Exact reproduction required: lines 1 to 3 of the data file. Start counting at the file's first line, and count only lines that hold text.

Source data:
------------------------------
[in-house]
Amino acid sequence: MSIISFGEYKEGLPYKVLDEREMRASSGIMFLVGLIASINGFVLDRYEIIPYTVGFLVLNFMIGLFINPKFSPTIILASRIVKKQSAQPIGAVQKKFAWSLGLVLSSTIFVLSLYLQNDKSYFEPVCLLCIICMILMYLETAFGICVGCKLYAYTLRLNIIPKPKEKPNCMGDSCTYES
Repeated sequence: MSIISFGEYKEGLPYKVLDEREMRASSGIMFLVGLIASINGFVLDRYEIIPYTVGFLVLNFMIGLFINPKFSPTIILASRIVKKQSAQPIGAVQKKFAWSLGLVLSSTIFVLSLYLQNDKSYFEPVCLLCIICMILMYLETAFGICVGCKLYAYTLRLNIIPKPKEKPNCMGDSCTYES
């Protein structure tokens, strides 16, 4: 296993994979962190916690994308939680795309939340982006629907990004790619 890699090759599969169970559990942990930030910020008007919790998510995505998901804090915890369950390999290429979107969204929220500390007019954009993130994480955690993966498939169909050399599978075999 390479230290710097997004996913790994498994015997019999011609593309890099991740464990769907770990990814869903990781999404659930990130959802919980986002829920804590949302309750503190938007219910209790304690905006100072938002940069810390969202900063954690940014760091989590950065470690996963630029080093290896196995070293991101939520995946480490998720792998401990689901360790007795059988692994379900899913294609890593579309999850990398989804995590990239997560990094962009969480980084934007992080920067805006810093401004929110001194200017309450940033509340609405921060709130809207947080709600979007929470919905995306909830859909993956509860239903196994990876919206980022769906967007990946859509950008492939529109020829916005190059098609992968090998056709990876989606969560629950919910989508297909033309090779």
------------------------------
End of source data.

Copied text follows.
[in-house]
Amino acid sequence: MSIISFGEYKEGLPYKVLDEREMRASSGIMFLVGLIASINGFVLDRYEIIPYTVGFLVLNFMIGLFINPKFSPTIILASRIVKKQSAQPIGAVQKKFAWSLGLVLSSTIFVLSLYLQNDKSYFEPVCLLCIICMILMYLETAFGICVGCKLYAYTLRLNIIPKPKEKPNCMGDSCTYES
Repeated sequence: MSIISFGEYKEGLPYKVLDEREMRASSGIMFLVGLIASINGFVLDRYEIIPYTVGFLVLNFMIGLFINPKFSPTIILASRIVKKQSAQPIGAVQKKFAWSLGLVLSSTIFVLSLYLQNDKSYFEPVCLLCIICMILMYLETAFGICVGCKLYAYTLRLNIIPKPKEKPNCMGDSCTYES